Do you think there is a magic price to sell something at?

18 replies
on TV you see most infomercial items priced at 19.95. i imagine that has been tested as a perfect price that most people are willing to pay.

have you experienced any magic price for a product you sell that ended up increasing your sales volume just by changing the price?
#magic #price #sell
  • Profile picture of the author Ed Micah
    I think it has been split-tested that prices ends with 7, such as $7, $17, $37, $47, $67, $97 are more likely to make sales then other numbers.

    However I personally think prices that ends with $9.95 makes you extra $3 is the best, and I don't think there's any differences at all....
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  • Profile picture of the author thelazyone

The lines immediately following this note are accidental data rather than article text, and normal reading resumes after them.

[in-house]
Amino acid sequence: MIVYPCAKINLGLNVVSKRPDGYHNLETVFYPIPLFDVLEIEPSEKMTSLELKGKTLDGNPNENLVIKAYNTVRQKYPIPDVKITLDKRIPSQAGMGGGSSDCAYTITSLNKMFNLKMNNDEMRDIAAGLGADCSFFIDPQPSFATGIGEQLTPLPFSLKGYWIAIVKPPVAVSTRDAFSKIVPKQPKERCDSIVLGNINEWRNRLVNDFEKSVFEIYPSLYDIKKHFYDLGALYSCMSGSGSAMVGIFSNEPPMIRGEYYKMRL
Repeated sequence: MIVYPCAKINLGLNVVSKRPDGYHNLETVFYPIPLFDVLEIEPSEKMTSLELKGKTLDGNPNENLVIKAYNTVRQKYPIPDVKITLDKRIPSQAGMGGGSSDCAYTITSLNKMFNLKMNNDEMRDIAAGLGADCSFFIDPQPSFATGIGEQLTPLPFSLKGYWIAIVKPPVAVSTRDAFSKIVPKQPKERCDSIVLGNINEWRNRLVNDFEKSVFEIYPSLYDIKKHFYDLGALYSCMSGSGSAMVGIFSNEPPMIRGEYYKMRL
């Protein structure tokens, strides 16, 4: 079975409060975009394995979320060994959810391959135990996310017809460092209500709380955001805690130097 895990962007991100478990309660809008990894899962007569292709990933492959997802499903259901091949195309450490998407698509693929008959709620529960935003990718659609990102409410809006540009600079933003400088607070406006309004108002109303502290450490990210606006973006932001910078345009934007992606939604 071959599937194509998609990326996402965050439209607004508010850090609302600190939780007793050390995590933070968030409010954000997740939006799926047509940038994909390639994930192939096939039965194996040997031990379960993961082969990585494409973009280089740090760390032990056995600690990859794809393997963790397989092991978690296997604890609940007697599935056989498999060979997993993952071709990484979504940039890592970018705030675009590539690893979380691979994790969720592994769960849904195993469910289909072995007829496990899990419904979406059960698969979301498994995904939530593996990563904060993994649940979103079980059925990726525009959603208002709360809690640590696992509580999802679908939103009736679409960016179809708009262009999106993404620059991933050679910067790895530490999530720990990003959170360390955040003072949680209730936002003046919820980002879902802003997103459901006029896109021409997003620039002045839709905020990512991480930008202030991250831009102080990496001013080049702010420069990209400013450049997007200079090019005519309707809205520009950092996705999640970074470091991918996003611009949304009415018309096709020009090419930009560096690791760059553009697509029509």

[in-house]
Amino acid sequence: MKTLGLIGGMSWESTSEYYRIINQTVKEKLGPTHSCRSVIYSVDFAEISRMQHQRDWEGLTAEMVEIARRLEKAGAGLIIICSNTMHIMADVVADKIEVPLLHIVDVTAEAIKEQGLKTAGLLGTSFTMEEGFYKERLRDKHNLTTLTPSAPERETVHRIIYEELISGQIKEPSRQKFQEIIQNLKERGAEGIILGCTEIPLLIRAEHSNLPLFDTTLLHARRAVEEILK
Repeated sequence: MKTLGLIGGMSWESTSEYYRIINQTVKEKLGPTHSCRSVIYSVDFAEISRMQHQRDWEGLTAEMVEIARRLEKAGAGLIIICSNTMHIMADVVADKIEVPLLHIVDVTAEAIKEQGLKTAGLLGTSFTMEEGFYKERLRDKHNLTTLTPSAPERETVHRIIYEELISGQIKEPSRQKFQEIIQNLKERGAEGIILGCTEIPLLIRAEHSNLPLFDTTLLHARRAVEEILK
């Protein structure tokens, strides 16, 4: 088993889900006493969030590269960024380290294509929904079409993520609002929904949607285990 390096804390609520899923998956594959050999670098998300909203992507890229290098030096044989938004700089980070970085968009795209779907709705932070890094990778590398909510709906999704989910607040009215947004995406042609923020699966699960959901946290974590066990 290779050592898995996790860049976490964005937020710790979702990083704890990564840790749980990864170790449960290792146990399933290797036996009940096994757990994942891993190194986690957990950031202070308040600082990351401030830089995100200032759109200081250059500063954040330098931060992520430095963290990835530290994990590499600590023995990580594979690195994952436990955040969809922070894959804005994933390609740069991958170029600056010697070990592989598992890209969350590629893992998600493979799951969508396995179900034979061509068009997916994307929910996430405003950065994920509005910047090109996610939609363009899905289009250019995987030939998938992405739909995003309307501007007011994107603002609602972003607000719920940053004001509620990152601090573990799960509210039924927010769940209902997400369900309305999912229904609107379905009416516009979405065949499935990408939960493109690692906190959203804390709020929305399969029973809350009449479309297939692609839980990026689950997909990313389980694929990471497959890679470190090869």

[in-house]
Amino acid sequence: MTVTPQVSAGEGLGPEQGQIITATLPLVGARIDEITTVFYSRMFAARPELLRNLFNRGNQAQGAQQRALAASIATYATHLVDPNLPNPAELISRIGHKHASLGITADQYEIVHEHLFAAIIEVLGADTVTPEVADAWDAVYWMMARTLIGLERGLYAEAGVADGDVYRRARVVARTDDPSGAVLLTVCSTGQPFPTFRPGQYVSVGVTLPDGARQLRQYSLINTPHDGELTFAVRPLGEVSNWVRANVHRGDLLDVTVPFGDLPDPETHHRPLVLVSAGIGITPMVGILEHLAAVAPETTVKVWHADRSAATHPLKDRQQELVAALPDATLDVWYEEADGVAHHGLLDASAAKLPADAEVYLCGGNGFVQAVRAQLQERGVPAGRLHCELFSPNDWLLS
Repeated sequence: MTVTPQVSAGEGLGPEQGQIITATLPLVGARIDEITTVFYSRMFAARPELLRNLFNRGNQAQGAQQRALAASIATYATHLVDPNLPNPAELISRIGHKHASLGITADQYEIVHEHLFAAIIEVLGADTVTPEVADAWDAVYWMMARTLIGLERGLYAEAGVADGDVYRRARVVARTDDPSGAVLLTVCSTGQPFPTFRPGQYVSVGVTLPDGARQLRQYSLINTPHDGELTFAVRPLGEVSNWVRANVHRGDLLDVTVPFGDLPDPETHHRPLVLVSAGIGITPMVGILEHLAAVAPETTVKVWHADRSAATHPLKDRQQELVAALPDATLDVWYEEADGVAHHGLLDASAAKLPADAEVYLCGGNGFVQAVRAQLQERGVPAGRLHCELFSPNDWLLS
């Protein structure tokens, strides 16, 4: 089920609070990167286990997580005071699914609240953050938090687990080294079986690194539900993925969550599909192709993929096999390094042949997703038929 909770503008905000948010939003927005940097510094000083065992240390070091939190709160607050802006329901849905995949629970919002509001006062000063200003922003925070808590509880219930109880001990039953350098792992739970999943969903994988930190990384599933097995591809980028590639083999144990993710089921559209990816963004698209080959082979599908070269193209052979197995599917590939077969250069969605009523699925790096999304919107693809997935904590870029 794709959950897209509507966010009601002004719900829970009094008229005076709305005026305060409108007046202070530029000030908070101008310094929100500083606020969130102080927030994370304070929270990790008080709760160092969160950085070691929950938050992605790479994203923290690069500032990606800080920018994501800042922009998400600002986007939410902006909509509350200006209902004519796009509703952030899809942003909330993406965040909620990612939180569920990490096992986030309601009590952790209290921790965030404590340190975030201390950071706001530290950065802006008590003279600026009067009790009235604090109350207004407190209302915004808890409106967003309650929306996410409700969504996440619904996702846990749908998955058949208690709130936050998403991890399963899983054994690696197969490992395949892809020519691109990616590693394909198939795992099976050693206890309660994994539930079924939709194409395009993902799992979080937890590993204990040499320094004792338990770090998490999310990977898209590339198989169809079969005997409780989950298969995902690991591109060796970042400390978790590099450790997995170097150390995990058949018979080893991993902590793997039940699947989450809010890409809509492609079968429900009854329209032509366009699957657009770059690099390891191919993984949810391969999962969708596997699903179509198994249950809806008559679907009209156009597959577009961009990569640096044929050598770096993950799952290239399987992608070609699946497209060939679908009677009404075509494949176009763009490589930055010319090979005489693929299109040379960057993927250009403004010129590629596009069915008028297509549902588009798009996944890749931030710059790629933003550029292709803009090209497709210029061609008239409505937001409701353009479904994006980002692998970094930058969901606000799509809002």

Well there is so many split tests that have shown that 7 converts more than 9 and 7 converts more than 17
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    • Profile picture of the author Michael Oksa
      Originally Posted by thelazyone View Post

      Well there is so many split tests that have shown that 7 converts more than 9 and 7 converts more than 17
      The only reliable split tests are the ones you conduct by yourself, for yourself.

      All the best,

      "Ich bin en fuego!"
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    • Profile picture of the author John Lenaghan
      Originally Posted by thelazyone View Post

      Well there is so many split tests that have shown that 7 converts more than 9 and 7 converts more than 17
      Are there really? Have you seen them and if so, can you point them out?

      I'm not asking to be a jerk, I'm asking because I personally believe this is one of those things that get passed around so much that they become accepted as "fact" when they really aren't.

      I've tested a lot of prices on different things, and neither the "ending with a 7" nor the "$7 vs $17" (or vs $27, $37, etc.) have proved to be the best. Sometimes, yes, but not the majority of the time.

      The only "magic price" is the one that you figure out for yourself through your own testing.